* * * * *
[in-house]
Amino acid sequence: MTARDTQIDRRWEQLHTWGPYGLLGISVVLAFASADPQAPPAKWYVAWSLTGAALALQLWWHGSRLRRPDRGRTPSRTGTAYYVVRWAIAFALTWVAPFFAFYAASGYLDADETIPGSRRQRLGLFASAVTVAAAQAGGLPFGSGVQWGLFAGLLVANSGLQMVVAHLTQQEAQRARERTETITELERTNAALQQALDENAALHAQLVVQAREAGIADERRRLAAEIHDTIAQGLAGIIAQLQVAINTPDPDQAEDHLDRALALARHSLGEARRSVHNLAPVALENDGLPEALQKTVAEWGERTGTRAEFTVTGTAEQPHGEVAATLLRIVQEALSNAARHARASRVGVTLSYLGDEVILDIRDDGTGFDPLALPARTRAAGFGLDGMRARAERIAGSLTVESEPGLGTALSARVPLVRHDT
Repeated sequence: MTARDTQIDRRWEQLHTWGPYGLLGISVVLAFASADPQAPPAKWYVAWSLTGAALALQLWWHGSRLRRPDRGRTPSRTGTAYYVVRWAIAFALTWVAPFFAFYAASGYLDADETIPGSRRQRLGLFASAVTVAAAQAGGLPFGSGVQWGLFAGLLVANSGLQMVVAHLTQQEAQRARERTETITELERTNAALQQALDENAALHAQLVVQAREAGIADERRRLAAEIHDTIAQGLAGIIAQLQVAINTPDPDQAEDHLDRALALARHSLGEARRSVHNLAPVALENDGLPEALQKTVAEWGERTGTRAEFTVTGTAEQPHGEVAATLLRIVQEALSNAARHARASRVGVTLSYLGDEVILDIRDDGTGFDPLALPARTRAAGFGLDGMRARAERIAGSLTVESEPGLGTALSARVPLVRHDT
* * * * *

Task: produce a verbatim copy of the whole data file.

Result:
[in-house]
Amino acid sequence: MTARDTQIDRRWEQLHTWGPYGLLGISVVLAFASADPQAPPAKWYVAWSLTGAALALQLWWHGSRLRRPDRGRTPSRTGTAYYVVRWAIAFALTWVAPFFAFYAASGYLDADETIPGSRRQRLGLFASAVTVAAAQAGGLPFGSGVQWGLFAGLLVANSGLQMVVAHLTQQEAQRARERTETITELERTNAALQQALDENAALHAQLVVQAREAGIADERRRLAAEIHDTIAQGLAGIIAQLQVAINTPDPDQAEDHLDRALALARHSLGEARRSVHNLAPVALENDGLPEALQKTVAEWGERTGTRAEFTVTGTAEQPHGEVAATLLRIVQEALSNAARHARASRVGVTLSYLGDEVILDIRDDGTGFDPLALPARTRAAGFGLDGMRARAERIAGSLTVESEPGLGTALSARVPLVRHDT
Repeated sequence: MTARDTQIDRRWEQLHTWGPYGLLGISVVLAFASADPQAPPAKWYVAWSLTGAALALQLWWHGSRLRRPDRGRTPSRTGTAYYVVRWAIAFALTWVAPFFAFYAASGYLDADETIPGSRRQRLGLFASAVTVAAAQAGGLPFGSGVQWGLFAGLLVANSGLQMVVAHLTQQEAQRARERTETITELERTNAALQQALDENAALHAQLVVQAREAGIADERRRLAAEIHDTIAQGLAGIIAQLQVAINTPDPDQAEDHLDRALALARHSLGEARRSVHNLAPVALENDGLPEALQKTVAEWGERTGTRAEFTVTGTAEQPHGEVAATLLRIVQEALSNAARHARASRVGVTLSYLGDEVILDIRDDGTGFDPLALPARTRAAGFGLDGMRARAERIAGSLTVESEPGLGTALSARVPLVRHDT